How Not To

A few weeks ago The Nation published “How-To,” a poem by Anders Carlson-Wee about how passers-by treat beggars and the homeless in the street (“If you’re crippled don’t flaunt it. Let em think they’re good enough Christians to notice”). Last week the poetry editors apologized profusely for having sullied the Nation’s pages with “disparaging and ableist language”:

We made a serious mistake by choosing to publish the poem “How-To.” We are sorry for the pain we have caused to the many communities affected by this poem….When we read the poem we took it as a profane, over-the-top attack on the ways in which members of many groups are asked, or required, to perform the work of marginalization. We can no longer read the poem in that way….We are grateful for the insightful critiques we have heard, but we know that the onus of change is on us, and we take that responsibility seriously. In the end, this decision means that we need to step back and look at not only our editing process, but at ourselves as editors.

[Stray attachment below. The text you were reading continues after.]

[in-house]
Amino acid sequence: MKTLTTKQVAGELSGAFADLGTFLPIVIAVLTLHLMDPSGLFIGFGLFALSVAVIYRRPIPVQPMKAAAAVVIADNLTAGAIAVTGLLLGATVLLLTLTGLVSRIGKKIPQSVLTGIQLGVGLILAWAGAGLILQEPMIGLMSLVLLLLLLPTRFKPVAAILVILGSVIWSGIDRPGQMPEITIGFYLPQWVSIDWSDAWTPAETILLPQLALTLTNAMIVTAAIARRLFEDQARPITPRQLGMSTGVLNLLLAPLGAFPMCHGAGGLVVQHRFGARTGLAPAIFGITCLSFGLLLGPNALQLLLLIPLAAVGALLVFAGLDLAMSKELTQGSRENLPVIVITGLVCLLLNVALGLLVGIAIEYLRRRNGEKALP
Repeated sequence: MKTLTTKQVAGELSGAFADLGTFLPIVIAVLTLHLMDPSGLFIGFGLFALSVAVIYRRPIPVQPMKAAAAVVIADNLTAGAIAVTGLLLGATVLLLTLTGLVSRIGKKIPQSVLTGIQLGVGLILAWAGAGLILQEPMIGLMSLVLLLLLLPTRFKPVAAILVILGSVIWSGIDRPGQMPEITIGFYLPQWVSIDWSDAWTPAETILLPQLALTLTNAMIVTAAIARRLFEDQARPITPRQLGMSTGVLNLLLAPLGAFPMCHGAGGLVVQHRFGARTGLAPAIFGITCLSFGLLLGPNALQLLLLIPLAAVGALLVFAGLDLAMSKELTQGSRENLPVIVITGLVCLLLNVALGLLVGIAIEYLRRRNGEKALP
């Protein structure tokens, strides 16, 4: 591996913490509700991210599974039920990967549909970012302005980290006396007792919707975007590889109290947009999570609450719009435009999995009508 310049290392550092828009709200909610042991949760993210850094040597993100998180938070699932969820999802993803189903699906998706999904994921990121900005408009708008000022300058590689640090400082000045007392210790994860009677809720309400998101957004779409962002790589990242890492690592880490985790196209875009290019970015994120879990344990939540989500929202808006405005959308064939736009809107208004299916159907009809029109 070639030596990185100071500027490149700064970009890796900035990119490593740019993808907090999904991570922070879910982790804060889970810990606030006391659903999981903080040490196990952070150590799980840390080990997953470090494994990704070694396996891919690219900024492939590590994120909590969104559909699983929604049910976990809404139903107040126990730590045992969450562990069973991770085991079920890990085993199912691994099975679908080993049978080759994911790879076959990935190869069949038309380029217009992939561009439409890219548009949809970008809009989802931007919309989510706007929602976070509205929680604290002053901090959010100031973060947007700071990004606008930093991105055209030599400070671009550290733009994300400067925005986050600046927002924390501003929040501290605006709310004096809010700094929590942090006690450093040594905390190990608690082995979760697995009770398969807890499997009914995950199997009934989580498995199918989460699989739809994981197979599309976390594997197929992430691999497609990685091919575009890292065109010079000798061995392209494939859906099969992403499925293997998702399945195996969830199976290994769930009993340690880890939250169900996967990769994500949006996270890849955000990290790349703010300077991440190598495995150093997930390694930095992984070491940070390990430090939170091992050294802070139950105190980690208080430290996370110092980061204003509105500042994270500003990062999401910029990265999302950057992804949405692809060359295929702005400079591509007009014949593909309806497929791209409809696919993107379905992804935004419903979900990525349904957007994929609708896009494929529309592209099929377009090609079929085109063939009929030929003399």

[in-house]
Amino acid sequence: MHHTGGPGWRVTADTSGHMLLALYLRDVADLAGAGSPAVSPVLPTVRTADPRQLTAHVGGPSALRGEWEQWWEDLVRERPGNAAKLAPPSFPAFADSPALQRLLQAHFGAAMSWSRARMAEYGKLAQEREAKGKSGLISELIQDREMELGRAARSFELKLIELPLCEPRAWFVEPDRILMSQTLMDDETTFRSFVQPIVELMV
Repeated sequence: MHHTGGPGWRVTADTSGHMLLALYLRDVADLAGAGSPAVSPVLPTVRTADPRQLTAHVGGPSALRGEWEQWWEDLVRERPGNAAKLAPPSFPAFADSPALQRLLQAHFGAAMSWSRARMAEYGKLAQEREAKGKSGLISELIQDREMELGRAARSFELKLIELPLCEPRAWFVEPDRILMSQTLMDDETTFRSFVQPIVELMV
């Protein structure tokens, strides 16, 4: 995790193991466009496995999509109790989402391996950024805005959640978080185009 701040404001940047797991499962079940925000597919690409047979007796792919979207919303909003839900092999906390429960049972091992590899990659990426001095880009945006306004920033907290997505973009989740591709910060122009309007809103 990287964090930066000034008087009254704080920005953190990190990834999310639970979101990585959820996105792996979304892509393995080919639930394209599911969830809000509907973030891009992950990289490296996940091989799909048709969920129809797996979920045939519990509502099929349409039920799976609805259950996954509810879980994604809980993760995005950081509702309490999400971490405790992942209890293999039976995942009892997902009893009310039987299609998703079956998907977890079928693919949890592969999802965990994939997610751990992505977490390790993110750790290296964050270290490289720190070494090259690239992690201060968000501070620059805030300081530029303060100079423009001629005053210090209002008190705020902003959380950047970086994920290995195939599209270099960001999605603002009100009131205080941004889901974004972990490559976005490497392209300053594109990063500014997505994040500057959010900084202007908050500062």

Carlson-Wee is sorry too:

I don’t have the mind of a poet, so I have to take some guesses here. I suppose the ableist language is the word “crippled”—or perhaps the suggestion that people on the street might occasionally fake being a little bit disabled. The reference to “blackface” must be the black dialect used by the homeless narrator, which is problematic because:

This guy is whiter than me! I hope he’s learned his lesson. He says of the black dialect being interpreted as blackface that he “did not foresee this reading of the poem.” How the hell did he not foresee that in this hypersensitive age of cultural appropriation and racial siloing? Then again, neither of the poetry editors foresaw it either. Nor, apparently, did anyone else who saw this poem before it was published. And all of them solid lefties at The Nation! That’s surprising, isn’t it?

Luckily, Twitter saw it loud and clear. All hail Twitter, our new supreme arbiter of poetic insight and interpretive use of narrative language. I wonder if National Review has this problem when they publish poems about supply-side tax cuts?